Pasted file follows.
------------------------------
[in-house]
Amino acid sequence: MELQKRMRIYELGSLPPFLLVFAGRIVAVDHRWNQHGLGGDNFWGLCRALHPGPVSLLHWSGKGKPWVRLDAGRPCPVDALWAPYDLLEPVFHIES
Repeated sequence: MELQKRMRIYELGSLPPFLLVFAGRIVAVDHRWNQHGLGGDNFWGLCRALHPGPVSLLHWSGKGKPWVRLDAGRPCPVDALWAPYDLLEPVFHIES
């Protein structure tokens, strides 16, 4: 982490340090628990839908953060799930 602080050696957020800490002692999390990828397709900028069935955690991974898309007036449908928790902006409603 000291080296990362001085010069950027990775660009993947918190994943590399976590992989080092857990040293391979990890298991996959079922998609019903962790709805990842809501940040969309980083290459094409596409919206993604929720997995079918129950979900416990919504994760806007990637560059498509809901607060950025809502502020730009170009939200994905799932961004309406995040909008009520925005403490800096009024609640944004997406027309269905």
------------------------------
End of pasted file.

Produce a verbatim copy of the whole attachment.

[in-house]
Amino acid sequence: MELQKRMRIYELGSLPPFLLVFAGRIVAVDHRWNQHGLGGDNFWGLCRALHPGPVSLLHWSGKGKPWVRLDAGRPCPVDALWAPYDLLEPVFHIES
Repeated sequence: MELQKRMRIYELGSLPPFLLVFAGRIVAVDHRWNQHGLGGDNFWGLCRALHPGPVSLLHWSGKGKPWVRLDAGRPCPVDALWAPYDLLEPVFHIES
């Protein structure tokens, strides 16, 4: 982490340090628990839908953060799930 602080050696957020800490002692999390990828397709900028069935955690991974898309007036449908928790902006409603 000291080296990362001085010069950027990775660009993947918190994943590399976590992989080092857990040293391979990890298991996959079922998609019903962790709805990842809501940040969309980083290459094409596409919206993604929720997995079918129950979900416990919504994760806007990637560059498509809901607060950025809502502020730009170009939200994905799932961004309406995040909008009520925005403490800096009024609640944004997406027309269905």